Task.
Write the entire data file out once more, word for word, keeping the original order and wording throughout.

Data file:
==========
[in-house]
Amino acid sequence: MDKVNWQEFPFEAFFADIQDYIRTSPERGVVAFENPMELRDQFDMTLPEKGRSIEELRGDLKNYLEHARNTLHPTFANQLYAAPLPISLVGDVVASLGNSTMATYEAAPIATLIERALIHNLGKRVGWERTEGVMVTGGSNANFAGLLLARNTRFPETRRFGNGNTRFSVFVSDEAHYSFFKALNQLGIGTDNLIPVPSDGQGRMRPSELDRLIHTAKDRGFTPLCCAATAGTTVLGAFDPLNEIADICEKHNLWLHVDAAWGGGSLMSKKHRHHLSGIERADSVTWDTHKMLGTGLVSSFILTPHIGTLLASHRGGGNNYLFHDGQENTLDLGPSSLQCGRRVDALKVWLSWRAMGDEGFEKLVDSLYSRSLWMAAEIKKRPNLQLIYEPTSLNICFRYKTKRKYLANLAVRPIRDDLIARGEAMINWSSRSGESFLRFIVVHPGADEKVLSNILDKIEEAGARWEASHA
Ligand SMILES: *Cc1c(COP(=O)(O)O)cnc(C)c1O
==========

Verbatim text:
[in-house]
Amino acid sequence: MDKVNWQEFPFEAFFADIQDYIRTSPERGVVAFENPMELRDQFDMTLPEKGRSIEELRGDLKNYLEHARNTLHPTFANQLYAAPLPISLVGDVVASLGNSTMATYEAAPIATLIERALIHNLGKRVGWERTEGVMVTGGSNANFAGLLLARNTRFPETRRFGNGNTRFSVFVSDEAHYSFFKALNQLGIGTDNLIPVPSDGQGRMRPSELDRLIHTAKDRGFTPLCCAATAGTTVLGAFDPLNEIADICEKHNLWLHVDAAWGGGSLMSKKHRHHLSGIERADSVTWDTHKMLGTGLVSSFILTPHIGTLLASHRGGGNNYLFHDGQENTLDLGPSSLQCGRRVDALKVWLSWRAMGDEGFEKLVDSLYSRSLWMAAEIKKRPNLQLIYEPTSLNICFRYKTKRKYLANLAVRPIRDDLIARGEAMINWSSRSGESFLRFIVVHPGADEKVLSNILDKIEEAGARWEASHA
Ligand SMILES: *Cc1c(COP(=O)(O)O)cnc(C)c1O